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In the dead of winter, a former marine biologist and his pregnant wife, a classically trained opera singer, disembark an Amtrak train in La Plata, Missouri, assemble two bikes, and pedal off into the night, bound for a homestead they've purchased, sight unseen. Meanwhile, in Detroit, a horticulturist, daughter of the city and descendant of Mississippi sharecroppers, and her husband, a disillusioned public school teacher, have turned to urban farming to revitalize the blighted city they both love. And in Missoula, Montana, a couple who have been at the forefront of organic farming for decades navigate what it means to live and raise a family ethically. More than ever, we seem to be yearning for othe simple life.o We want to reconnect with the land and the environment in a deeper way that can assuage modern ills. We seek a livelihood that exercises body and mind without taking a toll on the environment. We long to find ways to nurture spirit and community instead of distracting and isolating ourselves with electronics. We even dream utopian dreams of discovering ways of life that model for others answers to the question of how we can live more sustainably, peacefully, authentically. A work of immersive journalism steeped in a distinctively American social history and sparked by a personal quest, The Unsettlerstraces the search for the simple life not only through the stories of those three very different couples, but through the visionaries, ascetics, and artists that inspired each of them to walk away from the life they knew in order to find (or create) a better existence. Captivating and clear-eyed, it dares us to imagine what a sustainable, ethical, authentic future might actually look like.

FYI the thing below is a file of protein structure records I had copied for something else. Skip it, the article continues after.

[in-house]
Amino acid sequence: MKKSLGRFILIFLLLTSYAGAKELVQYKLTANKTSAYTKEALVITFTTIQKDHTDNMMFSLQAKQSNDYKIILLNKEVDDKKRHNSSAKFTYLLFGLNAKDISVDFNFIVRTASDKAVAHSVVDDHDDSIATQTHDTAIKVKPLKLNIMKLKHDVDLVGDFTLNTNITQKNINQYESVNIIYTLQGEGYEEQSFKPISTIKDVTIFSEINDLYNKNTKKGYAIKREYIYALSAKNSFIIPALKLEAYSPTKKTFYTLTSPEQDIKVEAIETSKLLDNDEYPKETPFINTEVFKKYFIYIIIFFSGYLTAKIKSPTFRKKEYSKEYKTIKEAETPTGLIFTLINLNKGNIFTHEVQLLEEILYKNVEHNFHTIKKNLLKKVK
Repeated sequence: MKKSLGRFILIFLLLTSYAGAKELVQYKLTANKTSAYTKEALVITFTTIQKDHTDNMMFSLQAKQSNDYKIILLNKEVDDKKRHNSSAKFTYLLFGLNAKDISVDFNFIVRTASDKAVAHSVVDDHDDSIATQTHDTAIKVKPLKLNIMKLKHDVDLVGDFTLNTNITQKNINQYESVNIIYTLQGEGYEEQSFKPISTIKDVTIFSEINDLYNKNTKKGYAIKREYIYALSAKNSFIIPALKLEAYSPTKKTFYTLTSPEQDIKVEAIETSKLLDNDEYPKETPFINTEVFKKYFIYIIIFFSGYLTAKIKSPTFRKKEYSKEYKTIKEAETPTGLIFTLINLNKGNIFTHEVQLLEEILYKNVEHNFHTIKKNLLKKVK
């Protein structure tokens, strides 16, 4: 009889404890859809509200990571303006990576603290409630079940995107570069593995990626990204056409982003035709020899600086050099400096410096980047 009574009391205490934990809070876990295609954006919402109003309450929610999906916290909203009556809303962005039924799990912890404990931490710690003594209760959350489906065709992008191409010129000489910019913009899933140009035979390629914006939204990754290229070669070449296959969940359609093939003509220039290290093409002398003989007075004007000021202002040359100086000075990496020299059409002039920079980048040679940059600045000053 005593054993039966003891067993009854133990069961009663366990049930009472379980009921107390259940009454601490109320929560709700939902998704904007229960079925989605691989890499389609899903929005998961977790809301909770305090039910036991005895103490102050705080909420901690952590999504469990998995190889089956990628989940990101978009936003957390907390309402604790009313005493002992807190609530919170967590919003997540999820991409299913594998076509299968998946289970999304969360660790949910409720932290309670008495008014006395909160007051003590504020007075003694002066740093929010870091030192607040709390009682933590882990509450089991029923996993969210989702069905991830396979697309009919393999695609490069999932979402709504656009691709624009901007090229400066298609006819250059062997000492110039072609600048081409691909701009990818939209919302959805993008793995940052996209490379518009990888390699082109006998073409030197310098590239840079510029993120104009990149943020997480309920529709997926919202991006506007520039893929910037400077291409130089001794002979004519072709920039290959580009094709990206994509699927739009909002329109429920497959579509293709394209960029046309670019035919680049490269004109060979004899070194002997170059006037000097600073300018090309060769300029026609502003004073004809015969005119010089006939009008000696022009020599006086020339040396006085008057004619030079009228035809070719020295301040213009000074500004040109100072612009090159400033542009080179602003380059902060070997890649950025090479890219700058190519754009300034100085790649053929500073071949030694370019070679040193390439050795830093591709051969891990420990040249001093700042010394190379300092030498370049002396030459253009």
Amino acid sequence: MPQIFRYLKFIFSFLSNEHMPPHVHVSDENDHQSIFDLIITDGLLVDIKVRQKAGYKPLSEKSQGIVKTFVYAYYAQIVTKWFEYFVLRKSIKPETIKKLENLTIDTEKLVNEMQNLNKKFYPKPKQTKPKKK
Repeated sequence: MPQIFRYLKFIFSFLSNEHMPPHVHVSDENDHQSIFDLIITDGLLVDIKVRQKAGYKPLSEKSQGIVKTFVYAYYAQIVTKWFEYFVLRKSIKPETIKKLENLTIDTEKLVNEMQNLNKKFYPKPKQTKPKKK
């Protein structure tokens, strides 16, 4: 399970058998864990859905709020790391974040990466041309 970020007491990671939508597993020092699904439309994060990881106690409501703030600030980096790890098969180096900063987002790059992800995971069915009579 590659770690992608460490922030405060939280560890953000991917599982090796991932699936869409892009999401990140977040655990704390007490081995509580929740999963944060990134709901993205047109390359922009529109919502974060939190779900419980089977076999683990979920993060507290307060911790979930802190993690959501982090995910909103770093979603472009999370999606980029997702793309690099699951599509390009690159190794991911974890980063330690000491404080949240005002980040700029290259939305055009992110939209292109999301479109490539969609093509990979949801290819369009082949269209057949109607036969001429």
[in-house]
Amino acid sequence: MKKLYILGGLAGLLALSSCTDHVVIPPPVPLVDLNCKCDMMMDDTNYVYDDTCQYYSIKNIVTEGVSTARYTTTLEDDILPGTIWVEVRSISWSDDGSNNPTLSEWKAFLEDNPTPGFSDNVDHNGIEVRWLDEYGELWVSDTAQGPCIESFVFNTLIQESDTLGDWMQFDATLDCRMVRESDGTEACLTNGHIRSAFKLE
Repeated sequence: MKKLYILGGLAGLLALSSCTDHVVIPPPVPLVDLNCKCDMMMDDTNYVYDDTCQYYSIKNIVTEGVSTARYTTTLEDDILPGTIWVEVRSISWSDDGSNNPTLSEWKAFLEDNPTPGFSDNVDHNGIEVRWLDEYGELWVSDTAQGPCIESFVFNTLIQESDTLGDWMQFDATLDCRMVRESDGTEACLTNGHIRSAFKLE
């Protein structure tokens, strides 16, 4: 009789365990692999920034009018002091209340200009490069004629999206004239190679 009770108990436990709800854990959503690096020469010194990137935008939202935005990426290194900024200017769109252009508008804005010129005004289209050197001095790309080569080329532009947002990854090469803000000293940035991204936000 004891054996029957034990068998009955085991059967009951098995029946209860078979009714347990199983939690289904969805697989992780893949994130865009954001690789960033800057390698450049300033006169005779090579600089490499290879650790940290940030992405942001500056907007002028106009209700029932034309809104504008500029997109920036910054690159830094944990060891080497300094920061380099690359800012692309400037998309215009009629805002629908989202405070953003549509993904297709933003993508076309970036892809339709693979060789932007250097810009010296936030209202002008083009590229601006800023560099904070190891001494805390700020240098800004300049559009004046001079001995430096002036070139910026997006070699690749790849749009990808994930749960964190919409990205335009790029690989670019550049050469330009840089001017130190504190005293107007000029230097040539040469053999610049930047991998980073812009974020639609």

The Man Who Quit Money


Author: Mark Sundeen
Publisher: Penguin
ISBN: 1101560851
Category: Biography & Autobiography
Page: 272
View: 6147